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The History of the American Muscle Car Era - 1966

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The American Muscle Car Era 1966


American Muscle Cars of 1966

1966 Chevelle SS
If you lived in Southern California in 1966 and you loved automobiles, you were in the right place at the right time. With so many fantastic new muscle machines to choose from, the cruising scene became a sort of rolling automobile commercial. Baby boomers were entering the job market in droves (unemployment figures were the lowest for the USA in 13 years), allowing the purchase of the vehicles they'd dreamed about since puberty. Others were off to college or the war in Vietnam, putting car dreams on hold, some forever.

The government was turning its attention toward the automobile, in the interest of safety and the environment. Ralph Nader's attack on the Corvair prompted GM to "investigate" his private life. They offered a public apology in February. There was an abundance of cruising locales all across America, but none quite as famous as Van Nuys Boulevard in Los Angeles' San Fernando Valley, Colorado Boulevard in nearby Pasadena and Woodward Avenue in Detroit. La La Land offered the big advantage in terms of weather - you could cruise year-round with little danger of rainfall.

Life was not always a bowl of cherries in Los Angeles or Detroit. Race riots clouded life in both cities, and the trend spread nationwide over the next few years. But it was truly cruising's heyday. Kids weren't into drugs as a daily ritual, the young American's rite of passage was geared toward the automobile, and there were more young people with money to spend than ever before.

And what a car year it was! Up and down the Boulevard, this was truly a time of change. The success of the GTO in 1964 more or less assured that copies would follow, and follow they did! Chevrolet dealers were displaying the new mid-size Chevelle, which grew a bit and could be had as an SS 396 with a single quad and twin Supercharger as an option, rated at 325 hp - or as a 360-hp version with more toys under the hood. The smaller brother Chevy II was a junior supercar, with the optional L79, 350-horse 327 small-block. This rocket was complete with big valve fuel heads, 11:1 compression and forged pistons. Combined with a special hi-riser manifold, 585 cfm Holley carb, hydraulic cam and the sweet Muncie 4-speed, 0-to-60 times were in the 7s, while the quarter came up in the 14s when driven right. It could also be argued that it was one of the best-looking Bowtie bombers ever. This is the package that Bill Jenkins used to tangle with the Street Hemi power-plants in A/Stock competition. "Grumpy's Toy" was a crowd favourite then.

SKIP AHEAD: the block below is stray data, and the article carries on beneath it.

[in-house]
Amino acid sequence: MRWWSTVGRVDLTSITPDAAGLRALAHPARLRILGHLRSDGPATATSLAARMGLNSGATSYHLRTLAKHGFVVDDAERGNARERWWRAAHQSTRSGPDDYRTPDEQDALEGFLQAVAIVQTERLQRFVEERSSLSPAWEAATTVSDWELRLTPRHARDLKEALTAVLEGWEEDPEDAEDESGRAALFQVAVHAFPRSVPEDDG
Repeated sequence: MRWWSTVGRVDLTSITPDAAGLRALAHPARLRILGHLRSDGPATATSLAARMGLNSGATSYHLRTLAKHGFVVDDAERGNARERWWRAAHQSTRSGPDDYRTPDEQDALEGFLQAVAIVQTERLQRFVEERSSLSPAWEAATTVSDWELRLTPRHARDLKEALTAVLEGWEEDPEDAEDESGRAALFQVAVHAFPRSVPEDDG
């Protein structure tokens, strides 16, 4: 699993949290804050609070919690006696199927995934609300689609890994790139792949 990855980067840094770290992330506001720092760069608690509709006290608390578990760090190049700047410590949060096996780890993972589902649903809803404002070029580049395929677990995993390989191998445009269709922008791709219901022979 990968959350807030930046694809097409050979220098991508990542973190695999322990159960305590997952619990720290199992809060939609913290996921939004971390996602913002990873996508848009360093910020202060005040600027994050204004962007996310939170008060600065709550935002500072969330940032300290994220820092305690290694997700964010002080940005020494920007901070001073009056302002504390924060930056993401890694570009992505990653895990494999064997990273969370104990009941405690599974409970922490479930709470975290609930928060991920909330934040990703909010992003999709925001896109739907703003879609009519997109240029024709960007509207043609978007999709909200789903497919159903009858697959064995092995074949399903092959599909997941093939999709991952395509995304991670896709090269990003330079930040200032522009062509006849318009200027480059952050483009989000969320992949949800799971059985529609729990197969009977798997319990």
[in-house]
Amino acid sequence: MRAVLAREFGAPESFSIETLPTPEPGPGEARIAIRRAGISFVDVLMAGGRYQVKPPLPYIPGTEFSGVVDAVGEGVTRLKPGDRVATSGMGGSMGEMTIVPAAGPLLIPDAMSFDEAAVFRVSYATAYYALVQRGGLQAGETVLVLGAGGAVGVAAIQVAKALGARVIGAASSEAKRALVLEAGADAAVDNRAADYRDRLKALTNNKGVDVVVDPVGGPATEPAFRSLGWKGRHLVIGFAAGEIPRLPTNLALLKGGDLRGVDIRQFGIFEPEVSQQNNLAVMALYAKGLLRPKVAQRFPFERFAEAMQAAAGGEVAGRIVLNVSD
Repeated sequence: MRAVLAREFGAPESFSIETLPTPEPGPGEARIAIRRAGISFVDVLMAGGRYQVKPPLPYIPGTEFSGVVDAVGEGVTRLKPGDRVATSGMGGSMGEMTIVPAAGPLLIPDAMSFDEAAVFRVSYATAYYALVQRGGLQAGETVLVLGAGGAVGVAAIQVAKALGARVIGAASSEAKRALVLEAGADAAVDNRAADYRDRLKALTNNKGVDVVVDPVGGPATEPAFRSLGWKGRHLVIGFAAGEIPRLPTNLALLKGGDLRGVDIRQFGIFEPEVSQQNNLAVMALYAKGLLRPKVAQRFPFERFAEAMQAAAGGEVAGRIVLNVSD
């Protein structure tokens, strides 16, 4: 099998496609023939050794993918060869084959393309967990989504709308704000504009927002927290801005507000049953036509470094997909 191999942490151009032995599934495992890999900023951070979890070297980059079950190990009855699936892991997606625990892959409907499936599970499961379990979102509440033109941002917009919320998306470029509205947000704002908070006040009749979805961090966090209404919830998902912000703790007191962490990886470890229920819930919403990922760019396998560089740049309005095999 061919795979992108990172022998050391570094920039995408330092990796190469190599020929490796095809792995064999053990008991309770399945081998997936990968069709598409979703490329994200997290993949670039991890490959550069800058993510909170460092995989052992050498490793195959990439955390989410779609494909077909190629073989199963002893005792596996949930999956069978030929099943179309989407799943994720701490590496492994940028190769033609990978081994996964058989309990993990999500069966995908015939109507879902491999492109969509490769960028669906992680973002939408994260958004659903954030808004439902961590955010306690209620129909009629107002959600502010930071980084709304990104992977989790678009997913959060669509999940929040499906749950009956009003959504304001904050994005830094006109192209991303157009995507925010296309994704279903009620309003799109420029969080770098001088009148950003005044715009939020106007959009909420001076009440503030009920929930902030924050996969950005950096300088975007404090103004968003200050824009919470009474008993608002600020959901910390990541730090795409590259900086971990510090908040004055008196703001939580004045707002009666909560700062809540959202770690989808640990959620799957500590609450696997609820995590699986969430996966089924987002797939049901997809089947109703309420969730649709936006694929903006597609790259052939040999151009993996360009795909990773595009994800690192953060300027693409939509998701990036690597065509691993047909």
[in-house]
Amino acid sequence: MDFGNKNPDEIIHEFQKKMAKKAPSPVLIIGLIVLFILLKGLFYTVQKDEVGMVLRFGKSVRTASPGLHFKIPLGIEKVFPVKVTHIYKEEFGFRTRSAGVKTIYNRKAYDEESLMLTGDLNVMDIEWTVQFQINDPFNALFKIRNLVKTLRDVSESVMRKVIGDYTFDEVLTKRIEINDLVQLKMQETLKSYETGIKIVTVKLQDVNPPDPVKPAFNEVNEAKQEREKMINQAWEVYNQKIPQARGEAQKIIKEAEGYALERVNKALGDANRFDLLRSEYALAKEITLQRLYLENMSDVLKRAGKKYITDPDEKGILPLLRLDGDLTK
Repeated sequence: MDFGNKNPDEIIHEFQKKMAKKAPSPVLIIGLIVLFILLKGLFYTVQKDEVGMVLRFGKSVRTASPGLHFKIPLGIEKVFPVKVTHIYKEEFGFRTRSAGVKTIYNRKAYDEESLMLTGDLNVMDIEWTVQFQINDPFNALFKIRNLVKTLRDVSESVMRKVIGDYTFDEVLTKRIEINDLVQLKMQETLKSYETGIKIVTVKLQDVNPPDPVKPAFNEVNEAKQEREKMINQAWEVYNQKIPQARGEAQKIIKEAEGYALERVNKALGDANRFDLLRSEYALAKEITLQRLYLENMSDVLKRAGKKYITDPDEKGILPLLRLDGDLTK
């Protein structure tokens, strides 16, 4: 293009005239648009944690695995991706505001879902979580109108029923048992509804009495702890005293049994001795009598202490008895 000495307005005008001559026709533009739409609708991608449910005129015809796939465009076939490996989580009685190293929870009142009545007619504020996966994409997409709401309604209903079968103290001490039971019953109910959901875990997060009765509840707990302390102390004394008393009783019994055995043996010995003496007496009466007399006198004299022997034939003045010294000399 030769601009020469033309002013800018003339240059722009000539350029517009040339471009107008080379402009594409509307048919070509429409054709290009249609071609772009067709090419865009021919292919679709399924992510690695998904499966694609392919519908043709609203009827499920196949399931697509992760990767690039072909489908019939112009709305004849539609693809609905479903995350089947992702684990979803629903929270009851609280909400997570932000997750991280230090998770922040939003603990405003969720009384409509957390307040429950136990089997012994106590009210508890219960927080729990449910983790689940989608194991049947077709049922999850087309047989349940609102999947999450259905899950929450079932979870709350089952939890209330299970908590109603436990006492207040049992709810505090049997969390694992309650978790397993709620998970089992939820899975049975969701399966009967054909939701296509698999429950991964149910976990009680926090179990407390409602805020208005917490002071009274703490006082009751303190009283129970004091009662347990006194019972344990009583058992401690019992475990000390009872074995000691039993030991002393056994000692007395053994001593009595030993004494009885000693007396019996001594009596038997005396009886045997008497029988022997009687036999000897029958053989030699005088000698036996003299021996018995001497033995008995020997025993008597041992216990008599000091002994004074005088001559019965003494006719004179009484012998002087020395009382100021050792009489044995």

While the Corvette was a sports car and wasn't considered a musclecar in the pure sense, the new 427 solid-lifter "porcupine" engine rated at 42 5 hp made the two-seater the hottest thing on the street that year. In fact, I owned a new 425-horse coupe hack then and recorded a 12.66 ET at 108 mph at Lions Drag Strip in Southern California, on stock 6-inch tires with the hubcaps yanked off, bone stock. The '67 Tri-Power job couldn't stay with the '66 425-hp model (originally rated at 450 hp), though the '67 owners hated to admit it. With the exception of a 427 Cobra, the'66 425-horse 427 Vette was king. Even the Hemis stayed clear. That nasty 427 was also available in Chevy's full-size models, and a Biscayne coupe optioned with this engine could be a real sleeper. They wreaked havoc in NHRA B/Stock racing that year.

Dodge/Plymouth Street Hemis

In 1966 the Dodge/Plymouth Street Hemis were the big deal. They came about as a result of NASCAR rules that required all basic "stock" race engines to be available to the public in assembly line street models, with production of at least 500 units a year. Chrysler's marine engine plant built the units, with a total of 4000 such cars produced between '66 and '71. Early Street Hemi engines used the regular race heads, but with s ofter valve springs and 10.5:1 compression. Dual Carter 4-barrels, forged pistons, a beefed-up bottom end and solid-lifter cam made it as close as you could come to a full race engine for the street. Rated at 425 hp, true dyno output was closer to 480 hp at 6000 rpm. Like many of the era's musclecars, street performance depended heavily on tires and gearing.

Chrysler Street Hemi V8
Chrysler's Street Hemi was awesome, and remained the dominant performance engine for many years.

Chev 327 Corvette L79 V8
Chevrolet's famous 350 hp 327 Corvette L79 engine, introduced in the Chevy II in 1966.

1966 Chevy II Nova SS
1966 Chevy II Nova SS.